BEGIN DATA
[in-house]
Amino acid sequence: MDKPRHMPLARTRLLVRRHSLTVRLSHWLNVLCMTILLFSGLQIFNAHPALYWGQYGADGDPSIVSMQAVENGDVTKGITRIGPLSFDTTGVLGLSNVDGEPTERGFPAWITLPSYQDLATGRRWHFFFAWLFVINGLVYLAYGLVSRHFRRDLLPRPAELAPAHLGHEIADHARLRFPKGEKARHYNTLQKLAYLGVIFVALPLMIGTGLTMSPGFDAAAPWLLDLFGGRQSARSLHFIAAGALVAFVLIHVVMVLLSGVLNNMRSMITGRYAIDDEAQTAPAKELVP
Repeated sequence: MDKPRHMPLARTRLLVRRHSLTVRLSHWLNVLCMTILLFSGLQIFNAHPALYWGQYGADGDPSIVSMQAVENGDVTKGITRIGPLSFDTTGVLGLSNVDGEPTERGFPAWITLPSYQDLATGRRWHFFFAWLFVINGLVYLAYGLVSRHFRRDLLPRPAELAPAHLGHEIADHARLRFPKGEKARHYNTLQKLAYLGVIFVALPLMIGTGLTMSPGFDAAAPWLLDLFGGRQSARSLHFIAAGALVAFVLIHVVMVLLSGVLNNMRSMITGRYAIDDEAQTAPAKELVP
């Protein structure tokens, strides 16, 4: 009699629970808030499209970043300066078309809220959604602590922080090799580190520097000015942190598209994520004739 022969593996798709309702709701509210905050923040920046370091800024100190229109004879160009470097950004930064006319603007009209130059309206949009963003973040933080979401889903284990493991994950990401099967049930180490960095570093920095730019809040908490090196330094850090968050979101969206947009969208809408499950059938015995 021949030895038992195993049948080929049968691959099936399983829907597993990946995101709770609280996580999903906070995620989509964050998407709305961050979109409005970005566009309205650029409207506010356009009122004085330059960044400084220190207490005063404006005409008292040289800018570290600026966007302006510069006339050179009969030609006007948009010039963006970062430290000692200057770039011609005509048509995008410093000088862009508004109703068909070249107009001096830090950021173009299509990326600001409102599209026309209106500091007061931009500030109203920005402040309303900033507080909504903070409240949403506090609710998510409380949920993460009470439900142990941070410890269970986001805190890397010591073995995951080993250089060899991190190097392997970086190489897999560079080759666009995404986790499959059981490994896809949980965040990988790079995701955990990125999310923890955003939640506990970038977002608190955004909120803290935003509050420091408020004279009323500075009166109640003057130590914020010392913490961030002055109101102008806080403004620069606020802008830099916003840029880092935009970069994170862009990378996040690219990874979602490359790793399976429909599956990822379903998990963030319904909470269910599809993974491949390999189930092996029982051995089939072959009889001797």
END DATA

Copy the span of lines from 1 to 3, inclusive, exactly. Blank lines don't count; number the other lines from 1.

[in-house]
Amino acid sequence: MDKPRHMPLARTRLLVRRHSLTVRLSHWLNVLCMTILLFSGLQIFNAHPALYWGQYGADGDPSIVSMQAVENGDVTKGITRIGPLSFDTTGVLGLSNVDGEPTERGFPAWITLPSYQDLATGRRWHFFFAWLFVINGLVYLAYGLVSRHFRRDLLPRPAELAPAHLGHEIADHARLRFPKGEKARHYNTLQKLAYLGVIFVALPLMIGTGLTMSPGFDAAAPWLLDLFGGRQSARSLHFIAAGALVAFVLIHVVMVLLSGVLNNMRSMITGRYAIDDEAQTAPAKELVP
Repeated sequence: MDKPRHMPLARTRLLVRRHSLTVRLSHWLNVLCMTILLFSGLQIFNAHPALYWGQYGADGDPSIVSMQAVENGDVTKGITRIGPLSFDTTGVLGLSNVDGEPTERGFPAWITLPSYQDLATGRRWHFFFAWLFVINGLVYLAYGLVSRHFRRDLLPRPAELAPAHLGHEIADHARLRFPKGEKARHYNTLQKLAYLGVIFVALPLMIGTGLTMSPGFDAAAPWLLDLFGGRQSARSLHFIAAGALVAFVLIHVVMVLLSGVLNNMRSMITGRYAIDDEAQTAPAKELVP